Today, Myanmar lags far behind the developed world in terms of educational standards. With an increasing need for human capital, the government of Myanmar has initiated important steps to improve the educational system as a national priority. However, significant challenges remain and there is still a lot to do in terms of infrastructure and access to resources such as limited access to textbooks, school supplies, libraries in rural communities and teaching styles are based on rote learning. On top of these constraints, the improvement of education in Myanmar is further complicated by a lack of qualified teachers and classrooms that are overcrowded.
Studer Trust's vision is to ensure that every child has access to a quality education. Since 2005 we have helped build the needed infrastructures such as school buildings, at both monastic and government schools in Myanmar. One of Studer Trust’s wishes is to support the regions which have historically experienced social strife and have remained isolated from the rest of Myanmar. This wish became a reality when abbot U Wimala from Kengtung area contacted Studer Trust in 2015. Abbot U Wimala is originally from Mandalay and now lives in a village about 2 and half hours drive from Kengtung. He came to the Kengtung area in 2010 and discovered many villages were still experiencing poor living conditions and had benefited from little infrastructure development. He decided to stay in the area and help to promote educational opportunities in the surroundings.
In early March 2017, the Studer Trust team set out on a mission to visit and learn more about the isolated communities near Kentung. All 7 schools which the team visited are situated in extremely remote villages, requiring several hours of travel by motorcycle and all-terrain vehicles. These villages are one of the few places left in Asia where it’s possible to see local hill tribes, such as the Akha, Ann, Lahu, Lahu Shi, Wa and Palaung wearing their traditional clothes and embracing their tribal culture.
As we headed by motorcycle deeper into the Shan mountains, about 4'000 to 6'000ft above sea level, we occasionally passed a number of remote villages. We saw bamboo huts on the slope of the mountains, villagers at work, and a few opium and beautiful rice fields. We traveled on unmarked dirt roads, with no map and little mobile signal but we consistently felt the warm welcomes and generosity of all the local communities. We were a little nervous when our four-wheeled vehicle broke down when it was beginning to get dark. The brakes were not working properly as we drove on the way back to Kengtun town. The abbot U Winmala was our designated driver and we thanked him for his careful driving. We had no choice but using very narrow trails, crossing a few creeks to commute from one village to another; yet we were constantly amazed by the beautiful scenery. There were all together 6 motorcycles set aside for travelling. 4 of us were assigned to sit tight at the back of each motorcycle and without our wonderful drivers we could not have completed this important mission.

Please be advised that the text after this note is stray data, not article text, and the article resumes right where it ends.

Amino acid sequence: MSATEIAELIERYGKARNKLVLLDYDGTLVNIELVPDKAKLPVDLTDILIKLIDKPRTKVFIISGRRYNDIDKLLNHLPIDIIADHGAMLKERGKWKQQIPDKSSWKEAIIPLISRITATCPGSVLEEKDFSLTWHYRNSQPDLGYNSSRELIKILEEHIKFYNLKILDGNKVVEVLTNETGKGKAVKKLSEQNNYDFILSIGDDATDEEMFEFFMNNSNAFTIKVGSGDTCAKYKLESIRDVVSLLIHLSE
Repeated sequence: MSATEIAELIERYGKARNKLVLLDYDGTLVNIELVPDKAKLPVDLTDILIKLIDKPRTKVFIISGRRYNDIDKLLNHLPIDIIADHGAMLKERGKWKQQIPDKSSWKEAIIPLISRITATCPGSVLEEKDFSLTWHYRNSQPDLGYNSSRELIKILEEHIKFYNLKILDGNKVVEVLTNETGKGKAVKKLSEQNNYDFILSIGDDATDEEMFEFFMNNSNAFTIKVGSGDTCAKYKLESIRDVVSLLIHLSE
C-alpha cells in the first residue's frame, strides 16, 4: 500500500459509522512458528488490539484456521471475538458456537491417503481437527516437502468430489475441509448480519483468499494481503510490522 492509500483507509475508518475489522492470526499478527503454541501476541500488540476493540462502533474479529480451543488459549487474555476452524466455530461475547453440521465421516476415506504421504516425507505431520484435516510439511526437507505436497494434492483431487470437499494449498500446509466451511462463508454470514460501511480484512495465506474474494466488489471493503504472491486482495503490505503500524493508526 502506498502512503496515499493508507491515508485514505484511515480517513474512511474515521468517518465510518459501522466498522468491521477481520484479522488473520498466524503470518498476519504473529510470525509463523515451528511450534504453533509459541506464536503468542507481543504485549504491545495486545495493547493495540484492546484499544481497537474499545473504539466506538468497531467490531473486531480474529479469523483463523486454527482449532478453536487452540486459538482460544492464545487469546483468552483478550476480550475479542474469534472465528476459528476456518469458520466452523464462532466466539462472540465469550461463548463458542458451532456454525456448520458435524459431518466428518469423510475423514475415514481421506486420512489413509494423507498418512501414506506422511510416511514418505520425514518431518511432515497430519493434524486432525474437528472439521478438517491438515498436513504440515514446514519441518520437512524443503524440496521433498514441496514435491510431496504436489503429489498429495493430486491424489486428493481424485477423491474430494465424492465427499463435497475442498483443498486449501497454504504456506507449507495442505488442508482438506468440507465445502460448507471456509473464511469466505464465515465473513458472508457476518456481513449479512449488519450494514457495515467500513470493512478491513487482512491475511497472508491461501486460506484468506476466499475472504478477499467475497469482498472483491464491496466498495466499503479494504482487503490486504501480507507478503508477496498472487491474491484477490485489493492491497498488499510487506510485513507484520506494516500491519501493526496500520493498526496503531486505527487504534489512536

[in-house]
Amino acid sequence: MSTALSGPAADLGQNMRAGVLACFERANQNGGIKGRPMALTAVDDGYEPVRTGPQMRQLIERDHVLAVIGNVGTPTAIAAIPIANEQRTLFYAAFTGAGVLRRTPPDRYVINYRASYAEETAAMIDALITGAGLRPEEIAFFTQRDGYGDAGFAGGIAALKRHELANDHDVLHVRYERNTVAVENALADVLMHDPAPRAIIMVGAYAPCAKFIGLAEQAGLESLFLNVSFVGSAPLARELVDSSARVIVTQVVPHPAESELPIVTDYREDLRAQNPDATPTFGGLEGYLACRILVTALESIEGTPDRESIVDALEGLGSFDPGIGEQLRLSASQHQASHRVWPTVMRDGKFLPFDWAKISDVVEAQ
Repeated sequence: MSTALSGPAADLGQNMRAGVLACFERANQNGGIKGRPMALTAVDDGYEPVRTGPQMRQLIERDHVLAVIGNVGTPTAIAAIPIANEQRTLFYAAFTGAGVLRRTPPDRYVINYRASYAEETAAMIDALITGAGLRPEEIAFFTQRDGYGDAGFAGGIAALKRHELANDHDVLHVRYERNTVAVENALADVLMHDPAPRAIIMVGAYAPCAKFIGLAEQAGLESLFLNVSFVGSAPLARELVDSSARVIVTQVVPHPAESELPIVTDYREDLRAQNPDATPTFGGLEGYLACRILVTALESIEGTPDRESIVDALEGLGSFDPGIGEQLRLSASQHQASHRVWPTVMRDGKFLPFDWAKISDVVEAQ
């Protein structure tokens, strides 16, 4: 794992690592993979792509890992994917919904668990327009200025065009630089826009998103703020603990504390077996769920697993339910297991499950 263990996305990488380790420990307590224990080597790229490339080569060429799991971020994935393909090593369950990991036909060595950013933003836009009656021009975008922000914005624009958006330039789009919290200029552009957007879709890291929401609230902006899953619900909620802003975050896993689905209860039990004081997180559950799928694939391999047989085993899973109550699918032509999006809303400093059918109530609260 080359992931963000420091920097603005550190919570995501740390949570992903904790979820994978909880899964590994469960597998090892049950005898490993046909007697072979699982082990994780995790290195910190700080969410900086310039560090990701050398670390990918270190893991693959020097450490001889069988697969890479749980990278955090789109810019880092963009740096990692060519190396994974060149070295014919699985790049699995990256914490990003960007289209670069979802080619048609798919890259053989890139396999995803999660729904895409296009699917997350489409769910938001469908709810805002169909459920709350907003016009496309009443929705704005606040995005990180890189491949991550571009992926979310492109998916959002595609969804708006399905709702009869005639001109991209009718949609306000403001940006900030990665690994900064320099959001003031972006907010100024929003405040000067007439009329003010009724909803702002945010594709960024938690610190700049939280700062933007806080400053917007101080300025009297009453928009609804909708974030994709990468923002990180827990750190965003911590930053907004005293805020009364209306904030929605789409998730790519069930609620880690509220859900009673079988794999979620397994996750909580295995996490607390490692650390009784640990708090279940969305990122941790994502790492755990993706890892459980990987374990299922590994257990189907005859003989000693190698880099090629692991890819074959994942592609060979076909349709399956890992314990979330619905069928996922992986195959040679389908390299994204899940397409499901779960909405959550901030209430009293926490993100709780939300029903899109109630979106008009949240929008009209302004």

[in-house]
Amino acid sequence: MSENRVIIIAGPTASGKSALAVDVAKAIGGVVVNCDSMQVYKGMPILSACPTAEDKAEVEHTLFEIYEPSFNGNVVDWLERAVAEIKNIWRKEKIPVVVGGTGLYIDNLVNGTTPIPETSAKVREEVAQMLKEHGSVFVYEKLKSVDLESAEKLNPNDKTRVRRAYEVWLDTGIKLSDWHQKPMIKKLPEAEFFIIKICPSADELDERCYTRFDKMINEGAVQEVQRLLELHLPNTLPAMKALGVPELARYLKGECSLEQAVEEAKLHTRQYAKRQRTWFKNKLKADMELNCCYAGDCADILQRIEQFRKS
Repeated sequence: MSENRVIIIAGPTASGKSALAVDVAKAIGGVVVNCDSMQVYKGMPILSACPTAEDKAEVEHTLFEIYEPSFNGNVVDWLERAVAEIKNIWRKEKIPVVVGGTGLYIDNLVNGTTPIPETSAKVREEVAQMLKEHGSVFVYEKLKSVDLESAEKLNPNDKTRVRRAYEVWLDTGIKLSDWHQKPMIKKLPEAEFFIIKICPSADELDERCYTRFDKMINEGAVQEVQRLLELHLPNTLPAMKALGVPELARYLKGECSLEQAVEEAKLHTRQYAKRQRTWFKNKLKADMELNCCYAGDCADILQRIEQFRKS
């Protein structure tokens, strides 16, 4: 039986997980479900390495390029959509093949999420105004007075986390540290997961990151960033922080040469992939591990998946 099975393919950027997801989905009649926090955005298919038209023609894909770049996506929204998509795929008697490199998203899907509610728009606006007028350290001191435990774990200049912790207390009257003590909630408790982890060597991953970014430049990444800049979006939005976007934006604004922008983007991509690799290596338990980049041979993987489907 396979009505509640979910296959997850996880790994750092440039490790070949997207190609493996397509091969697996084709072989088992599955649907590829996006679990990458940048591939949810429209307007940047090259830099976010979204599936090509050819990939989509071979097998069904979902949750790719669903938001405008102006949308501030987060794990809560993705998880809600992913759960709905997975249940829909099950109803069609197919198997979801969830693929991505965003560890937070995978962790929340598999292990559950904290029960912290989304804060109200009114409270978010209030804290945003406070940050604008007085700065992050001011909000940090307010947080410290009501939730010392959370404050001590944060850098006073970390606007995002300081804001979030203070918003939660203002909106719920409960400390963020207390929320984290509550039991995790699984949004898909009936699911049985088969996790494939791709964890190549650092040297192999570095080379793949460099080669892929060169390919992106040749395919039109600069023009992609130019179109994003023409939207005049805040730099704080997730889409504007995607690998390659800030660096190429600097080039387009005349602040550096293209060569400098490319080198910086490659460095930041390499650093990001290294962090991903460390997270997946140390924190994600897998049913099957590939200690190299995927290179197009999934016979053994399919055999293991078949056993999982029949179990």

During our two-day trip, we witnessed that the existing buildings were largely dilapidated and often did not meet basic health and safety standards. The hunger for education we experienced was astounding. We strongly believe that investing to promote the education in this villages will reduce poverty and inequity, increase household incomes, improve individual and family health, strengthen the communities and expand economic development. It will also promote lasting peace by helping to build national unity in an area that has a long history for fighting and civil strife.
After the visits, Studer Trust decided to support 2 new school buildings at Tar Pha' and Wunn Khall schools. We plan to work in full partnership with local community leaders, the schools and the abbot while seeking the support of district authorities and agreement with national government. Furthermore, the teachers from Tar Pha' and Wunn Khall schools will have opportunities to participate in a 10-week teacher trainings at The Teachers Training Center (TTC) in Mandalay, a program of Studer Trust. TTC exists to equip teachers and school leaders with the knowledge, skills and tools to provide a transformative quality of education for children studying in Studer Trust affiliated schools.